The MyQ also talks with IFTTT, letting you integrate the movement of your door with other aspects of your smart home, and geofencing can be set up to have the door automatically close when you leave home. Although you could be a couple of blocks away before this activates, it's still a good backup for when you forget to close the door yourself. Unfortunately, as with Google Assistant, IFTTT geofencing cannot be used to open the door automatically when you return.
Somewhat controversially, Chamberlain charges $1 a month or $10 a year to activate Google Assistant and IFTTT with the MyQ. Siri can also be used to control the door via the Apple HomeKit platform, but sadly there is no Amazon Alexa support at this time.
GearBrain reviewed the Chamberlain MyQ garage door controller in 2017 and praised its easy setup process, IFTTT applets and voice control via Siri and Google Assistant.
Asante Garage Door Opener With Camera - $150
While apps like MyQ only tell you whether the door is open or closed, this Assante system includes a camera to show you a live video stream from your garage. Designed to be fitted to the inside wall of your garage, the camera includes infrared night vision which can see up to 22 feet, but shoots daytime footage at the fairly low resolution of 480p.
The camera connects wirelessly to an included extender which plugs into your router with an included Ethernet cable. The controller then needs wiring to your existing garage door control panel. The system alerts you to movement in the garage, but only if the door itself is moved; when this happens, you can watch live video from the camera on your smartphone. Movement detected by the camera itself does not result in a smartphone alert.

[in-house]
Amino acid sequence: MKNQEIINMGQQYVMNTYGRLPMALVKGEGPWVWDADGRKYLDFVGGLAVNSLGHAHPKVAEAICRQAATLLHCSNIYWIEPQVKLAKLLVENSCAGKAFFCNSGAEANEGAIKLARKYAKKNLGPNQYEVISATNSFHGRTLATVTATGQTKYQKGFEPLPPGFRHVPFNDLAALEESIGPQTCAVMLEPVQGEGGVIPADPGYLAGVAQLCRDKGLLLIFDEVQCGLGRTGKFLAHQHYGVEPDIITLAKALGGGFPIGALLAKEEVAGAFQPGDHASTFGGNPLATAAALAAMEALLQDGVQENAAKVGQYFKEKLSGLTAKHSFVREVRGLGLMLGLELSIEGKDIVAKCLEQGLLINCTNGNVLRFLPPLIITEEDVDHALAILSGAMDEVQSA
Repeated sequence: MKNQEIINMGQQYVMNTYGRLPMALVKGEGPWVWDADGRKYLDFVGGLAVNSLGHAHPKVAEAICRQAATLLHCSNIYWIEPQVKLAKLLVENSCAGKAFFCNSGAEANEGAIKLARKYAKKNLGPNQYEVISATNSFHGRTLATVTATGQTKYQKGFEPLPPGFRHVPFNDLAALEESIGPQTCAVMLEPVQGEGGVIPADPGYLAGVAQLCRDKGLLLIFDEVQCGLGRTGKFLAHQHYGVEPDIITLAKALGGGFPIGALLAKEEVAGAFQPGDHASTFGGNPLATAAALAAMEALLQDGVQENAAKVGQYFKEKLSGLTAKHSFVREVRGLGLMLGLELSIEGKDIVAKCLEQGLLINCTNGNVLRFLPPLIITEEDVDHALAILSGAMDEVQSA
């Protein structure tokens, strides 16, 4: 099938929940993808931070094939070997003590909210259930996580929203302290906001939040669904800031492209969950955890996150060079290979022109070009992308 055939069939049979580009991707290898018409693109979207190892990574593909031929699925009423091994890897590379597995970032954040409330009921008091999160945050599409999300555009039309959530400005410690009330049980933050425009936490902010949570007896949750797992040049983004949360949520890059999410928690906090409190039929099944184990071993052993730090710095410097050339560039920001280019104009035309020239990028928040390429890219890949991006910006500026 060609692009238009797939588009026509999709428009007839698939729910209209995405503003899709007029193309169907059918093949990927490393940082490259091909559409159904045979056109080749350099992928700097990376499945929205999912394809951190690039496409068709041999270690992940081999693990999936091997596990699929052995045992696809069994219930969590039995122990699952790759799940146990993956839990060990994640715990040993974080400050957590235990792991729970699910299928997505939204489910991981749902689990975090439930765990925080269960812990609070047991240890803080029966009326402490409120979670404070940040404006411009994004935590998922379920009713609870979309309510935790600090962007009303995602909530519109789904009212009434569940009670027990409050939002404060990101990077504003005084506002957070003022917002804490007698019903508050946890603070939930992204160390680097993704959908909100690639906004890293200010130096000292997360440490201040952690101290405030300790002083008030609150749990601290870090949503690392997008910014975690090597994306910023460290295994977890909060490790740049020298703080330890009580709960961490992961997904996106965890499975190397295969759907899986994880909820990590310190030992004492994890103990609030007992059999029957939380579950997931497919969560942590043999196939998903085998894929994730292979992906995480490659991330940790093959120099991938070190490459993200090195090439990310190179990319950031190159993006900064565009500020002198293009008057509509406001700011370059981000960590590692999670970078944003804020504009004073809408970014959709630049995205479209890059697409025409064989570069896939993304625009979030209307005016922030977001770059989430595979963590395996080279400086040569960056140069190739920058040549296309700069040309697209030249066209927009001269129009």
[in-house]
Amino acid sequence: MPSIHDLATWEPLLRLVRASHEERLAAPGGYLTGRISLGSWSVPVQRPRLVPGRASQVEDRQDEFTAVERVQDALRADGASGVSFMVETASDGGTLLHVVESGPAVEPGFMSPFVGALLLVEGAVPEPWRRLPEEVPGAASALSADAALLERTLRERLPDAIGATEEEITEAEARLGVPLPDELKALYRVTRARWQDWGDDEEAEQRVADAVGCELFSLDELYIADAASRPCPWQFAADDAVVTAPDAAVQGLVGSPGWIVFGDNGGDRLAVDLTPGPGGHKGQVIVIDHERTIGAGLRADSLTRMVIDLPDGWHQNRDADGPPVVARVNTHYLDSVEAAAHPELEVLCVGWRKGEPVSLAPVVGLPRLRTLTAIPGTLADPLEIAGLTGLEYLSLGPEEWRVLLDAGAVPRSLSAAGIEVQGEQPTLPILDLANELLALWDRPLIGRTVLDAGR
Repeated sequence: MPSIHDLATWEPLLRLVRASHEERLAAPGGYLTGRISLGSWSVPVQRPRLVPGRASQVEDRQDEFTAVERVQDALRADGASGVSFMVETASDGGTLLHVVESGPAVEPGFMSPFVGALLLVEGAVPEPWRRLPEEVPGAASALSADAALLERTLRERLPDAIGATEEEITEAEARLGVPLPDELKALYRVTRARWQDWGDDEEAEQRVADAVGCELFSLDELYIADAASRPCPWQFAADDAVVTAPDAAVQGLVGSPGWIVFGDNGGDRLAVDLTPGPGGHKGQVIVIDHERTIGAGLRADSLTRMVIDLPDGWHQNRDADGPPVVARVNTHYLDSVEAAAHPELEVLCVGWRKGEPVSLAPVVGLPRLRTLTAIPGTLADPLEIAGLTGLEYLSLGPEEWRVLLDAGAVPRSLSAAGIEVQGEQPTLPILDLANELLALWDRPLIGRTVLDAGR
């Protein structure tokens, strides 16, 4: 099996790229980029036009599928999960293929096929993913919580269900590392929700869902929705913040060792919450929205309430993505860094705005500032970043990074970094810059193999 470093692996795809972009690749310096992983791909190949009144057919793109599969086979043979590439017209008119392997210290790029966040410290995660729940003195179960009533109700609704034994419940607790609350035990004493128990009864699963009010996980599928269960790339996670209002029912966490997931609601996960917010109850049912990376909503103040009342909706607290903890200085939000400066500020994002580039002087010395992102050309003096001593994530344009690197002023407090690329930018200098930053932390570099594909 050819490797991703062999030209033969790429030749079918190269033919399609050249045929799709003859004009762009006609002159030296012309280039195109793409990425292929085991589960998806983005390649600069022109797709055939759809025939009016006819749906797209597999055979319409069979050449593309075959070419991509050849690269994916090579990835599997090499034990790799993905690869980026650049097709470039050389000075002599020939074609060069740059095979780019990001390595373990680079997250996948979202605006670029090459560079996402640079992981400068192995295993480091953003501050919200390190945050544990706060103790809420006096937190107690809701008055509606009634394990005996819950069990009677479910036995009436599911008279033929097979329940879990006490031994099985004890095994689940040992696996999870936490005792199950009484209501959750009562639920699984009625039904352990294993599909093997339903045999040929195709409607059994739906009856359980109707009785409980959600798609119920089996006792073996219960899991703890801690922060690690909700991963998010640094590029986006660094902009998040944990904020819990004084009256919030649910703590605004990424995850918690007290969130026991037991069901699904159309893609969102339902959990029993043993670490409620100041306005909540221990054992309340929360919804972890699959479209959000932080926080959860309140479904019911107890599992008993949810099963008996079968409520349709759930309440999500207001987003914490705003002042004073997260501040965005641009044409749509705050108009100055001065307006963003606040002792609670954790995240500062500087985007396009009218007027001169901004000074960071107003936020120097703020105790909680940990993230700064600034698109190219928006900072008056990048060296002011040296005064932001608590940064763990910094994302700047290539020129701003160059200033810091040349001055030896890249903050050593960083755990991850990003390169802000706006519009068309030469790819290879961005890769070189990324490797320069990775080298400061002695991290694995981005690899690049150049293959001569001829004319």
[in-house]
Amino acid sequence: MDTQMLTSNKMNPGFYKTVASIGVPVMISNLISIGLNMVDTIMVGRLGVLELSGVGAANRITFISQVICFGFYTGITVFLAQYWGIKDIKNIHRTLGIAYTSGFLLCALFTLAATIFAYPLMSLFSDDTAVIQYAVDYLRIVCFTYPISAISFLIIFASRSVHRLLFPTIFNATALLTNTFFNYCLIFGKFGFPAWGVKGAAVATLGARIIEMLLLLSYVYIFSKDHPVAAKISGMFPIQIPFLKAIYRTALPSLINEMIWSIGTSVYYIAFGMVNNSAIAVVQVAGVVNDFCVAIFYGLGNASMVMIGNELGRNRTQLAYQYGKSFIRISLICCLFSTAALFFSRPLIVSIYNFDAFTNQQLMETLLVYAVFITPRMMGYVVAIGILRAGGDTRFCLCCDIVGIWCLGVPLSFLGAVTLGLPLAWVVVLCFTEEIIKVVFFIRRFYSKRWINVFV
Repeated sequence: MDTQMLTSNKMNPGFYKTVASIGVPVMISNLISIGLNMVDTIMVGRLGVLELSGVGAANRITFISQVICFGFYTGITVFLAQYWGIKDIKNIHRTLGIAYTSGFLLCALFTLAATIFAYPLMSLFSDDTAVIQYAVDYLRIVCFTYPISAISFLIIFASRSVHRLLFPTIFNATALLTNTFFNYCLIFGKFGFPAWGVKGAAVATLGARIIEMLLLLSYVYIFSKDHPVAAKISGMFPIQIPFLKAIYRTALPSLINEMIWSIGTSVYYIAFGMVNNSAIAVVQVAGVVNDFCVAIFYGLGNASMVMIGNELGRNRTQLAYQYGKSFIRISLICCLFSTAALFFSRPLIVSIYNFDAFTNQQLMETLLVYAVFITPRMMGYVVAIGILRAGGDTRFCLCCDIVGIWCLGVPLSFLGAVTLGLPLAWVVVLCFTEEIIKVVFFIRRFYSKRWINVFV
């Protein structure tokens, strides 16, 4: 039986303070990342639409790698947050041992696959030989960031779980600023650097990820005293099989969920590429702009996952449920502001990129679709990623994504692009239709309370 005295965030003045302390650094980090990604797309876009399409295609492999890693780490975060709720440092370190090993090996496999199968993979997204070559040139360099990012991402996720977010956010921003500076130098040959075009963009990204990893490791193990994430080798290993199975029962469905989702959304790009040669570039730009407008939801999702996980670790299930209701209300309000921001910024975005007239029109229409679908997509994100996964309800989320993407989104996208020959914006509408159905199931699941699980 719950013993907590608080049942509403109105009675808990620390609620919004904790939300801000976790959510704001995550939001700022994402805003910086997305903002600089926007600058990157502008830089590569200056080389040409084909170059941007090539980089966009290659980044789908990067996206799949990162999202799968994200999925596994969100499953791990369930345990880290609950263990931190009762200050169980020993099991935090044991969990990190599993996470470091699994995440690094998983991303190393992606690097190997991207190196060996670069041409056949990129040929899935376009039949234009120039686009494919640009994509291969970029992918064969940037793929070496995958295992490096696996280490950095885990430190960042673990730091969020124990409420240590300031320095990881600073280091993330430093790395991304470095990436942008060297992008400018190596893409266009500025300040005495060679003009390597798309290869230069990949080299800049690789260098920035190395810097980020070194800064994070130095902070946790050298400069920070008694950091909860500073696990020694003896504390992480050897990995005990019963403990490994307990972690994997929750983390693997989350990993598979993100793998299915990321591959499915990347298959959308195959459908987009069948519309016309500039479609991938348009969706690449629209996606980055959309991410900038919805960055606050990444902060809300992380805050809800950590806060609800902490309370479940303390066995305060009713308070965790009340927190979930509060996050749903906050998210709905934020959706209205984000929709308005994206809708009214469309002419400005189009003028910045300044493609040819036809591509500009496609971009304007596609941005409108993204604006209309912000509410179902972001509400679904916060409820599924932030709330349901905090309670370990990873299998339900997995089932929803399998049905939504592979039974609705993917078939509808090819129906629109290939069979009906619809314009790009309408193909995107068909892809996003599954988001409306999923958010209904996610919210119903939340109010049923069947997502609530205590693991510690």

Asante also sells smoke detectors and irrigation systems which can all be controlled from the same smartphone app. However, the garage door does not work with Alexa, Google Assistant, Siri, IFTTT or any other smart home platform. There is no monthly fee for using the camera, which is nice, but footage can only be viewed live - it cannot be stored online and watched later, or shared.
GearBrain reviewed the Asante system and liked its included Wi-Fi extender, nigh vision and push notifications, but we were disappointed by its lack of smart home integration and inability to store video
Nexx NXG-100 Remote Door Opener - $100
The Nexx garage door opener can be operated via its own smartphone app, or by speaking to Alexa or Google Assistant. But, where alternatives like the Chamberlain cannot be opened using smart speaker commands, the Nexx can. Support for IFTTT and Samsung SmartThings is unfortunately missing, although the company claims these are on the roadmap.